Tennessee's bold leap in care for the aged and disabled
After lagging behind the rest of the country for years, Tennessee is catching up fast when it comes to changes in its health care system aimed at elderly and disabled residents. More of them are getting the assistance they need in their homes — at a much lower cost than at a nursing home. A lot of this change is the direct result of efforts by Governor Phil Bredesen.
Nearing the end of his eight years in office (he is required to leave due to term limits this year), Bredesen decided to focus on getting Tennessee off the bottom rung in rankings of states that offer consumers choices in long-term care.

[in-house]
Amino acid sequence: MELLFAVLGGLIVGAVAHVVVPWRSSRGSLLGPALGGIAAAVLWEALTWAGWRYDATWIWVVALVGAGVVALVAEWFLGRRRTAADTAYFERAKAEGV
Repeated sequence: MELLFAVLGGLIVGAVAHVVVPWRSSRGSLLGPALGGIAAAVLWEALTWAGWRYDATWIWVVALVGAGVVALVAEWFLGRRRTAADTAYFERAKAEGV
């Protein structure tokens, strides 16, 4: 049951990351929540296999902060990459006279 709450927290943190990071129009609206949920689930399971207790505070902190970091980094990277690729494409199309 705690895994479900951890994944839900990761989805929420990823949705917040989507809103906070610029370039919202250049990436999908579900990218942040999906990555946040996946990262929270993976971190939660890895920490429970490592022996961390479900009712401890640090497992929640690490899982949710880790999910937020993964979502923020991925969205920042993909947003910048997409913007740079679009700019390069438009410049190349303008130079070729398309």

- Ebola: Health Officials Try to Quell Front Line Fears
- Readmissions: No Quick Fix to Costly Hospital Challenge
- Reducing Readmissions Starts with Better Collaboration
- Ebola: A New Normal in Dallas
- Defensive Medicine Still Prevalent Despite Tort Reform
- Partners HealthCare M&A Deal Under Scrutiny
- 'Overtreatment' Debate Circles Back to Lung Cancer Screening
- How Telehealth Pays Off for Providers, Patients
- Health Literacy Month Gets a Boost from Payers
- How Educated Nurses Save Money